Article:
Cognitive science and neuroscience continue to make empirically testable hypotheses and have explained a variety of complex mental functions, though a complete explanation of consciousness is still elusive. The alternative, that there is some sort of “soul” that explains mental functioning, has generated few empirically-testable hypotheses, those that have been tested have failed the test, and the hypothesis itself borders on the incoherent. No one has ever suggested a remotely plausible answer to the question of how a non-physical substance can causally interact with a physical substance.

Confidence in materialism (or physicalism) is not based on faith but on evidence. It is a plain fact that mental states are exactly correlated with a range of specific brain events. Although a correlation between mind and body does not guarantee a causal relationship, if physicalism were false, this correlation would be an utter mystery. Furthermore, the causal relationship has been established with regard to a variety of mental functions.

Give it up already.

Talking Snakes October 2, 2007

Posted by Dwight Furrow in Current Events, Dwight Furrow's Posts, Science, Teaching.

It is irritating and sad that in the 21st Century professors have to spend time in the college classroom explaining that snakes can’t talk. It is frightening that a professor can be fired for it. 

That is apparently what happened to a community college instructor in Iowa, who claims he was fired after he told his students that the biblical story of Adam and Eve should not be literally interpreted. The story is here. (And check out the update at the bottom. The video is hilarious.)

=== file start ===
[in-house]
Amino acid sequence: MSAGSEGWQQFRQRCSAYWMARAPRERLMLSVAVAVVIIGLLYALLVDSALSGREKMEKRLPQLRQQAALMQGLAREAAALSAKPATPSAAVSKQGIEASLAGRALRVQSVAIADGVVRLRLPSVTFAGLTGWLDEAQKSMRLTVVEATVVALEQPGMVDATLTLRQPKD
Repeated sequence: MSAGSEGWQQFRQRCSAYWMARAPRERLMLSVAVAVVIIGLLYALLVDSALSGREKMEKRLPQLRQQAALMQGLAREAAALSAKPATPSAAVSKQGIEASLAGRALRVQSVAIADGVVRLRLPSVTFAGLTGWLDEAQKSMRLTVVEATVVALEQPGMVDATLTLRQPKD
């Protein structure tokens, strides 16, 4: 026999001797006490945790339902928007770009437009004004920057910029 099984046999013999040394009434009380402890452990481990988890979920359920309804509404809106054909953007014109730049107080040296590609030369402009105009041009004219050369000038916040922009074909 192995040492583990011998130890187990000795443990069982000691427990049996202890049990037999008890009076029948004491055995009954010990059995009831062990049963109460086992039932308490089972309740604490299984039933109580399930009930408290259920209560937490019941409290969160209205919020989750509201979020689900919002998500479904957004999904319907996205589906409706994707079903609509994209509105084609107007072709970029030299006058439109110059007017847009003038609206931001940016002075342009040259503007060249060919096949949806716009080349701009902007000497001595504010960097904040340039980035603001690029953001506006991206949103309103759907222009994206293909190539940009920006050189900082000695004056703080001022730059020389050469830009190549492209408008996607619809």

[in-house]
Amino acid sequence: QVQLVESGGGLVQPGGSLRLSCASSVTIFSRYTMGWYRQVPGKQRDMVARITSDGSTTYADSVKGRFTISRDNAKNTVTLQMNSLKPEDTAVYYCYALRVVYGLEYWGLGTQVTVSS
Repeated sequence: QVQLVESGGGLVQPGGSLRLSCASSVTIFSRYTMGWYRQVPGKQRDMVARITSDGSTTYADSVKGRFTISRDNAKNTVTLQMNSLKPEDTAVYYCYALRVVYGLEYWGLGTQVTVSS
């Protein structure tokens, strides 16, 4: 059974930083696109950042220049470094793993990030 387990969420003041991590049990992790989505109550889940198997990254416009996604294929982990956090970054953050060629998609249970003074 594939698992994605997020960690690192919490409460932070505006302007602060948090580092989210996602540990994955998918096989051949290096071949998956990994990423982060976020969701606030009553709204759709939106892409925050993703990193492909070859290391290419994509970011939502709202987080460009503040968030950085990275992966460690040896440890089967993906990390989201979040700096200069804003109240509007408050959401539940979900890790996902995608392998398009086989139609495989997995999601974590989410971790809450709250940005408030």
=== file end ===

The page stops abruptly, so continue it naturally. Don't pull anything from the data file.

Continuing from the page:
Stories like this make research like this important. There is some evidence that rigid adherence to dogma can be explained by underdevelopment of the frontal lobes of the brain.

“Do extremism and an unconditional adherence to religious dogma result from a failure of a portion of the frontal lobe to fully develop or, if fully developed, to activate? Studies suggest that faithful adherence to a single reasoning strategy on tests such as the Wisconsin Card Sorting Test means that parts of the frontal lobes are inactive, have failed to fully develop, or have even been damaged. Thus, unqualified disdain for divergent beliefs,for personal interpretation, and for creative theories like Darwin’s theory of evolution, may indeed have, at least a partial, biological explanation: a reduced utilization of that section of the brain which has played such a vital role in humanity’s creative advances—the frontal lobes.”

Of course it took a lot of imagination for people to come up with stories about talking snakes. But wouldn’t it be interesting to update it a bit?